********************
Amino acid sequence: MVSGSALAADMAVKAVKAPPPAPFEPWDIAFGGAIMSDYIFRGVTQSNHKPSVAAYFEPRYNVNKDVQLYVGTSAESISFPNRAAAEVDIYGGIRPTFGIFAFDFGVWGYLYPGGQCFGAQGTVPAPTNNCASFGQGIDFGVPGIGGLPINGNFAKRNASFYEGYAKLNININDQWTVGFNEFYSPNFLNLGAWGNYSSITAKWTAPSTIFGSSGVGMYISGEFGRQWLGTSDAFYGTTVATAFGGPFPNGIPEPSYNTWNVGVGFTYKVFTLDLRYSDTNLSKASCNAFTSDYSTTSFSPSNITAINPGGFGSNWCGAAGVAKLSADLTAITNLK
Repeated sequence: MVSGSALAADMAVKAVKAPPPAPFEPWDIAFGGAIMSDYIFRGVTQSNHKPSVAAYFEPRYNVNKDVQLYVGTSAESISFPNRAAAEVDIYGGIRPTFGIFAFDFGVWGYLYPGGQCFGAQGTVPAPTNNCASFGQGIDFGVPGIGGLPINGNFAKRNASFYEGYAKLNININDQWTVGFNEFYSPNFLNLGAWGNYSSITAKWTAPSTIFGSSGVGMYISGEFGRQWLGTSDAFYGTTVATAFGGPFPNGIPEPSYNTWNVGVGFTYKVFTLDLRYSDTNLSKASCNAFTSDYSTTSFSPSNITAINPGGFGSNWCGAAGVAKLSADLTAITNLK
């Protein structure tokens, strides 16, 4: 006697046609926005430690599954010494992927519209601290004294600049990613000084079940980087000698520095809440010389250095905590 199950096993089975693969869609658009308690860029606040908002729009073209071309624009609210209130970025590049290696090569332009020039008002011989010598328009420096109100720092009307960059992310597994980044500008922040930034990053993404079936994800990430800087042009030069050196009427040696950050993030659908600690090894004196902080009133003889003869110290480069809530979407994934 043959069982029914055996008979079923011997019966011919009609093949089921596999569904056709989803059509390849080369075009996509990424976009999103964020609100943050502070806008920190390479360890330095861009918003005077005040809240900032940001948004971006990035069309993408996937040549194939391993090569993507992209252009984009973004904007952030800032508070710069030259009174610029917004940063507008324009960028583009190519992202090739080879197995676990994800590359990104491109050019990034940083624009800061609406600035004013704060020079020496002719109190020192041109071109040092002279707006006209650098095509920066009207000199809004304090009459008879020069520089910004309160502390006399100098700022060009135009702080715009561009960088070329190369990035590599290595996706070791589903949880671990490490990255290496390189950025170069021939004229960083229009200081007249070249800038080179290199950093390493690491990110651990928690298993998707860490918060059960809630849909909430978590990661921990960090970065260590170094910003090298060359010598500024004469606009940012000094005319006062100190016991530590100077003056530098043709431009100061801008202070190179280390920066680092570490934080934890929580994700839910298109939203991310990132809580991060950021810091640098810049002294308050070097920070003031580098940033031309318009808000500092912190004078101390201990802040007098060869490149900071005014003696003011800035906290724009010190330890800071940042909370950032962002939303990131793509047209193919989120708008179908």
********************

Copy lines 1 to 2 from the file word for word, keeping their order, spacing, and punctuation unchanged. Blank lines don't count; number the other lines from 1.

Amino acid sequence: MVSGSALAADMAVKAVKAPPPAPFEPWDIAFGGAIMSDYIFRGVTQSNHKPSVAAYFEPRYNVNKDVQLYVGTSAESISFPNRAAAEVDIYGGIRPTFGIFAFDFGVWGYLYPGGQCFGAQGTVPAPTNNCASFGQGIDFGVPGIGGLPINGNFAKRNASFYEGYAKLNININDQWTVGFNEFYSPNFLNLGAWGNYSSITAKWTAPSTIFGSSGVGMYISGEFGRQWLGTSDAFYGTTVATAFGGPFPNGIPEPSYNTWNVGVGFTYKVFTLDLRYSDTNLSKASCNAFTSDYSTTSFSPSNITAINPGGFGSNWCGAAGVAKLSADLTAITNLK
Repeated sequence: MVSGSALAADMAVKAVKAPPPAPFEPWDIAFGGAIMSDYIFRGVTQSNHKPSVAAYFEPRYNVNKDVQLYVGTSAESISFPNRAAAEVDIYGGIRPTFGIFAFDFGVWGYLYPGGQCFGAQGTVPAPTNNCASFGQGIDFGVPGIGGLPINGNFAKRNASFYEGYAKLNININDQWTVGFNEFYSPNFLNLGAWGNYSSITAKWTAPSTIFGSSGVGMYISGEFGRQWLGTSDAFYGTTVATAFGGPFPNGIPEPSYNTWNVGVGFTYKVFTLDLRYSDTNLSKASCNAFTSDYSTTSFSPSNITAINPGGFGSNWCGAAGVAKLSADLTAITNLK